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Professional Development

More than six ways to encourage collaboration in language class

Telling teachers to collaborate is a bit like preaching to the choir. Collaboration is the norm for teachers working together in social networks. Every time a guest author shares a post on Teaching Village and then interacts with readers in comments, we are collaborating in our own learning. However, bringing collaboration into our classes is often a different story. How do we include collaboration in classes where we have a syllabus to follow, or in a school environment that doesn’t encourage different ways of teaching? (more…)

More than six ways of dealing with large classes

From time to time, I recommend blog posts that I think readers might enjoy or learn from. The International Teacher Development Institute (iTDi)  has started a blog that puts a “think tank” twist on the sharing. Every two weeks they ask six teachers to write on the same topic. The first round of posts dealt with error correction, the second round of posts dealt with with homework, the third round dealt with getting students to use English outside of class, and this week’s posts are all about strategies for dealing with large classes. The writers all represent different teaching contexts in different parts of the world, which makes the answers quite interesting. (more…)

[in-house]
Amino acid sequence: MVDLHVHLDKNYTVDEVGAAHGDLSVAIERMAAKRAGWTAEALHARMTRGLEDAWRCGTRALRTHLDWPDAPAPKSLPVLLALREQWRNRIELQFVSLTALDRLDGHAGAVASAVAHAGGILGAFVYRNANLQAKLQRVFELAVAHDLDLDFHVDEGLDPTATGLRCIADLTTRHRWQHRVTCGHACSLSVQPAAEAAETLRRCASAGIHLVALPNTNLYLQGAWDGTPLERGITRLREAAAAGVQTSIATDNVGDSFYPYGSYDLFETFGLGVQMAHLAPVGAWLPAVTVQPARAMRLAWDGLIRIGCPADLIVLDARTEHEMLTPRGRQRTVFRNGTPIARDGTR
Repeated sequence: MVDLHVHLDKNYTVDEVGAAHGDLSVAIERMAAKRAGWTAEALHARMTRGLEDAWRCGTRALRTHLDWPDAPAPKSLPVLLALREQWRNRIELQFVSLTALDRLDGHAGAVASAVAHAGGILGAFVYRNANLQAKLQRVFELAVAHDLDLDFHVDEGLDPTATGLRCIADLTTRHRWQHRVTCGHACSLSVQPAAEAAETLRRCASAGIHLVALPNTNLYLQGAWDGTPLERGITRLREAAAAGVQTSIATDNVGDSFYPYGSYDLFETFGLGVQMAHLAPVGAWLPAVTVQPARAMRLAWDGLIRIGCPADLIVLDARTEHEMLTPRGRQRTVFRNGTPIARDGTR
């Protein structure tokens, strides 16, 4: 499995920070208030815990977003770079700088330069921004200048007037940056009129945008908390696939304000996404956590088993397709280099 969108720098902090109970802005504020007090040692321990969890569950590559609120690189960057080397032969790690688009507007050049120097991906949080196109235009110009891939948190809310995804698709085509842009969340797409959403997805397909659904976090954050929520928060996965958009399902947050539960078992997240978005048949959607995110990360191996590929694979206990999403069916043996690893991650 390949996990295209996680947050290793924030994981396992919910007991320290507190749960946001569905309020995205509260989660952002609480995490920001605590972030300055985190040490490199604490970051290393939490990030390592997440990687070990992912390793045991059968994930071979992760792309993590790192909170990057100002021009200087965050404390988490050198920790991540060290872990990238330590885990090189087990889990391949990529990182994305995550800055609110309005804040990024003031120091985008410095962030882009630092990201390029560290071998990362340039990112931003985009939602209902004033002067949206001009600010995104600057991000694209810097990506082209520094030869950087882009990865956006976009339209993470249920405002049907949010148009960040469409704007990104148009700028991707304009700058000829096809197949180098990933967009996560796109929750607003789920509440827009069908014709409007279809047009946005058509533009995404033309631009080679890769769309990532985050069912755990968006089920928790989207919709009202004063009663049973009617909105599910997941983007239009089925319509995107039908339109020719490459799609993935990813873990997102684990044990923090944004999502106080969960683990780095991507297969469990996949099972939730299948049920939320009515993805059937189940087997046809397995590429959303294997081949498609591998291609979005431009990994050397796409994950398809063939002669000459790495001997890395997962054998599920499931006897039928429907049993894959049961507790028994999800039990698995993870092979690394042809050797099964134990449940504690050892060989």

Come join the Electronic Village Online (by Carla Arena)

Electronic Village Online

I’m here to tell you about how a simple acronym – EVO – changed my life and was a true turning point in my professional development. When I joined the Electronic Village Online for the first time to take the online session Becoming a Webhead (BaW), I had the feeling it was special in the sense of learning something new, understanding more about this online world, and connecting to like-minded educators for a period of time. Never could I imagine that the Electronic Village Online would be way more than my initial expectation. The Electronic Village Online was a new beginning of renovated passion for my profession as an educator, of lifelong learning and the joy of being always connected. It was not about a definite time, it was about constant feeding and improvement in who I was as an educator and person. (more…)

A 1.5 Million Yen Secret (by Steven Herder)

If you read Stories from the Front Lines of EFL, and thought, “I’d really like to be part of this project, but I’m not sure anyone would be interested in my story” then this post is for you.

Answering just a few important questions can give you the confidence to share your thoughts and ideas about teaching. It may take a bit of time, some reading and some effort, but anyone can do it. You can benefit yourself and all of us by taking this step in your own development as a teacher. Everyone has some great successes from the classroom to share, and all of us really do want to learn from you. (more…)

The Swing of the Pendulum (by Márcia Lima)


pendulum

photo: sylvar